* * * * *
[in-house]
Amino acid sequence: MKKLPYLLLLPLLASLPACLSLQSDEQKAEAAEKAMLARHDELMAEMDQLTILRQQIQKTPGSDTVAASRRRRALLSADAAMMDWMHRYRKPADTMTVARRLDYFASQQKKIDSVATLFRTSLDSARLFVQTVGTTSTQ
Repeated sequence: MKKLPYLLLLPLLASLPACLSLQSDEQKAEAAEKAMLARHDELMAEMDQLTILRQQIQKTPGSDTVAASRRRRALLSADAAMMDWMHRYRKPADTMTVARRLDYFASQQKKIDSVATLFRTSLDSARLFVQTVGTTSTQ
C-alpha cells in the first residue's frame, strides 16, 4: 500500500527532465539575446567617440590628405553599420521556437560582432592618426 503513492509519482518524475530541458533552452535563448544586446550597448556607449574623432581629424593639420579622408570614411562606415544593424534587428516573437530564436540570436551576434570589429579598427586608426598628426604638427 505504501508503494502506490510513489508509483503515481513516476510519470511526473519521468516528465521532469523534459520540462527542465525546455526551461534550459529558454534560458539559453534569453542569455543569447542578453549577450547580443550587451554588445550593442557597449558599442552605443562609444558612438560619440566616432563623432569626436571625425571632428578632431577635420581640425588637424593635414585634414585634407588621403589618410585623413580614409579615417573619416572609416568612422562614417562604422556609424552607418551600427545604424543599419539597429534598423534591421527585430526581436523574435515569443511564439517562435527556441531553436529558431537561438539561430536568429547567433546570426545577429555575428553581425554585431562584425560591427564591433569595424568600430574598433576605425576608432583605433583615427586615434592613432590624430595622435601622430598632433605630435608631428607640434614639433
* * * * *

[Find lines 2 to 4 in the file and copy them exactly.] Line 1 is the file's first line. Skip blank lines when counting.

Amino acid sequence: MKKLPYLLLLPLLASLPACLSLQSDEQKAEAAEKAMLARHDELMAEMDQLTILRQQIQKTPGSDTVAASRRRRALLSADAAMMDWMHRYRKPADTMTVARRLDYFASQQKKIDSVATLFRTSLDSARLFVQTVGTTSTQ
Repeated sequence: MKKLPYLLLLPLLASLPACLSLQSDEQKAEAAEKAMLARHDELMAEMDQLTILRQQIQKTPGSDTVAASRRRRALLSADAAMMDWMHRYRKPADTMTVARRLDYFASQQKKIDSVATLFRTSLDSARLFVQTVGTTSTQ
C-alpha cells in the first residue's frame, strides 16, 4: 500500500527532465539575446567617440590628405553599420521556437560582432592618426 503513492509519482518524475530541458533552452535563448544586446550597448556607449574623432581629424593639420579622408570614411562606415544593424534587428516573437530564436540570436551576434570589429579598427586608426598628426604638427 505504501508503494502506490510513489508509483503515481513516476510519470511526473519521468516528465521532469523534459520540462527542465525546455526551461534550459529558454534560458539559453534569453542569455543569447542578453549577450547580443550587451554588445550593442557597449558599442552605443562609444558612438560619440566616432563623432569626436571625425571632428578632431577635420581640425588637424593635414585634414585634407588621403589618410585623413580614409579615417573619416572609416568612422562614417562604422556609424552607418551600427545604424543599419539597429534598423534591421527585430526581436523574435515569443511564439517562435527556441531553436529558431537561438539561430536568429547567433546570426545577429555575428553581425554585431562584425560591427564591433569595424568600430574598433576605425576608432583605433583615427586615434592613432590624430595622435601622430598632433605630435608631428607640434614639433